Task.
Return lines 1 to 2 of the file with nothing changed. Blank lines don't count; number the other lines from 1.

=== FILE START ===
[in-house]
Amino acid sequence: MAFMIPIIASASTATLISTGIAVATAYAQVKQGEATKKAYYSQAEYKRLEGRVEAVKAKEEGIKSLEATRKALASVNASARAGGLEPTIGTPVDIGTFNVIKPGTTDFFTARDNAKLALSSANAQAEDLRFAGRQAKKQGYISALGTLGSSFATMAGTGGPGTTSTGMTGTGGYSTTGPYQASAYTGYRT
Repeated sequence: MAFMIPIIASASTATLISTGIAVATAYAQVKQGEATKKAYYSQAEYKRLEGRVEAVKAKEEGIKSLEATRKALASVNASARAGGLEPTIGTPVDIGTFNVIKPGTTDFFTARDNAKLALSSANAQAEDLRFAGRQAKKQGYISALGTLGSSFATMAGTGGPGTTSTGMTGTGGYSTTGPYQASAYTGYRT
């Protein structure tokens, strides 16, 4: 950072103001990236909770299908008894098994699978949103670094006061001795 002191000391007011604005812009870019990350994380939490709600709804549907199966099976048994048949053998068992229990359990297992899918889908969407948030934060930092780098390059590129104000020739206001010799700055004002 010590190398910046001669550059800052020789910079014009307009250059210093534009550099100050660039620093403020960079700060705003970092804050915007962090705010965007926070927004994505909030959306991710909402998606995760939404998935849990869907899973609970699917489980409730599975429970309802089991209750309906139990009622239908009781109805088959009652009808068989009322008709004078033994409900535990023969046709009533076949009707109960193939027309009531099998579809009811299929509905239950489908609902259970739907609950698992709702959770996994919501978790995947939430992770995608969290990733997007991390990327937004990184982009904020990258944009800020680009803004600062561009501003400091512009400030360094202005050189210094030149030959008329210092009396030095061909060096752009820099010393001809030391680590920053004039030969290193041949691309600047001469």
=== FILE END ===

[in-house]
Amino acid sequence: MAFMIPIIASASTATLISTGIAVATAYAQVKQGEATKKAYYSQAEYKRLEGRVEAVKAKEEGIKSLEATRKALASVNASARAGGLEPTIGTPVDIGTFNVIKPGTTDFFTARDNAKLALSSANAQAEDLRFAGRQAKKQGYISALGTLGSSFATMAGTGGPGTTSTGMTGTGGYSTTGPYQASAYTGYRT